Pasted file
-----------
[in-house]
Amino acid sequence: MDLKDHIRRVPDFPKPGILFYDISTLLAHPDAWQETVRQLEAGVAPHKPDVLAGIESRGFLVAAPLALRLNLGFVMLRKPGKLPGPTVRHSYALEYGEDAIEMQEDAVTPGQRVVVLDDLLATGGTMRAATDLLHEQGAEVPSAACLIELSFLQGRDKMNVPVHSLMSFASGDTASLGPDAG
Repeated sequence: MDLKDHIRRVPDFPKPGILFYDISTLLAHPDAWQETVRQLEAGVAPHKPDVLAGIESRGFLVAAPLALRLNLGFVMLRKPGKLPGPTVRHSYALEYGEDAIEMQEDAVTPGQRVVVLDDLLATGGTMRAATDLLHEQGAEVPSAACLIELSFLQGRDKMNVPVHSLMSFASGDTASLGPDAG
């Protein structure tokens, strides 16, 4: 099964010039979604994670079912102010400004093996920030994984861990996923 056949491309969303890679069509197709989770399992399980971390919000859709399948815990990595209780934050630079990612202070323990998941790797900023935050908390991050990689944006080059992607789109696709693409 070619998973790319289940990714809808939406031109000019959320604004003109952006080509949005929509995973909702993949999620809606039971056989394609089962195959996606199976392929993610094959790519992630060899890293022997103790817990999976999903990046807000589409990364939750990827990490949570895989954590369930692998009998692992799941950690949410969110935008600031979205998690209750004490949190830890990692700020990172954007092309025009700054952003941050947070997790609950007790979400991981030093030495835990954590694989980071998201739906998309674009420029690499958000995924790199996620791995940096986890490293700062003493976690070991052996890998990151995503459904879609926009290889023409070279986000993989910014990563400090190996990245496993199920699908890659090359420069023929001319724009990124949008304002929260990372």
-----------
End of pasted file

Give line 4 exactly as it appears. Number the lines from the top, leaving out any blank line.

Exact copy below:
């Protein structure tokens, strides 16, 4: 099964010039979604994670079912102010400004093996920030994984861990996923 056949491309969303890679069509197709989770399992399980971390919000859709399948815990990595209780934050630079990612202070323990998941790797900023935050908390991050990689944006080059992607789109696709693409 070619998973790319289940990714809808939406031109000019959320604004003109952006080509949005929509995973909702993949999620809606039971056989394609089962195959996606199976392929993610094959790519992630060899890293022997103790817990999976999903990046807000589409990364939750990827990490949570895989954590369930692998009998692992799941950690949410969110935008600031979205998690209750004490949190830890990692700020990172954007092309025009700054952003941050947070997790609950007790979400991981030093030495835990954590694989980071998201739906998309674009420029690499958000995924790199996620791995940096986890490293700062003493976690070991052996890998990151995503459904879609926009290889023409070279986000993989910014990563400090190996990245496993199920699908890659090359420069023929001319724009990124949008304002929260990372």